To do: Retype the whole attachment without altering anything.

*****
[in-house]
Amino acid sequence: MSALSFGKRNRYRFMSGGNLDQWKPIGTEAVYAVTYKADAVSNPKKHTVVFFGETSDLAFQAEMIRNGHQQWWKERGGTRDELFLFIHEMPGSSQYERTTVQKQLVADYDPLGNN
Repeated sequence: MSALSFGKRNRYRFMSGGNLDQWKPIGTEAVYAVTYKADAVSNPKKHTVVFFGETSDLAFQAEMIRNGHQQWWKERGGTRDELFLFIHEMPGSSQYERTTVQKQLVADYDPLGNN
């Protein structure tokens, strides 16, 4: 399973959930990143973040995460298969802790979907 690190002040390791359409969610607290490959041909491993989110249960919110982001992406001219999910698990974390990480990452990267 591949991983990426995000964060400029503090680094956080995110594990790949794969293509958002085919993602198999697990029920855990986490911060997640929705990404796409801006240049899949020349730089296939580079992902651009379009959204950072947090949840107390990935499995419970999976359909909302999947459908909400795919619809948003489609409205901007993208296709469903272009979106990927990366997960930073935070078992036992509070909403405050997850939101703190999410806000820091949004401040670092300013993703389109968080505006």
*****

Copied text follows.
[in-house]
Amino acid sequence: MSALSFGKRNRYRFMSGGNLDQWKPIGTEAVYAVTYKADAVSNPKKHTVVFFGETSDLAFQAEMIRNGHQQWWKERGGTRDELFLFIHEMPGSSQYERTTVQKQLVADYDPLGNN
Repeated sequence: MSALSFGKRNRYRFMSGGNLDQWKPIGTEAVYAVTYKADAVSNPKKHTVVFFGETSDLAFQAEMIRNGHQQWWKERGGTRDELFLFIHEMPGSSQYERTTVQKQLVADYDPLGNN
């Protein structure tokens, strides 16, 4: 399973959930990143973040995460298969802790979907 690190002040390791359409969610607290490959041909491993989110249960919110982001992406001219999910698990974390990480990452990267 591949991983990426995000964060400029503090680094956080995110594990790949794969293509958002085919993602198999697990029920855990986490911060997640929705990404796409801006240049899949020349730089296939580079992902651009379009959204950072947090949840107390990935499995419970999976359909909302999947459908909400795919619809948003489609409205901007993208296709469903272009979106990927990366997960930073935070078992036992509070909403405050997850939101703190999410806000820091949004401040670092300013993703389109968080505006």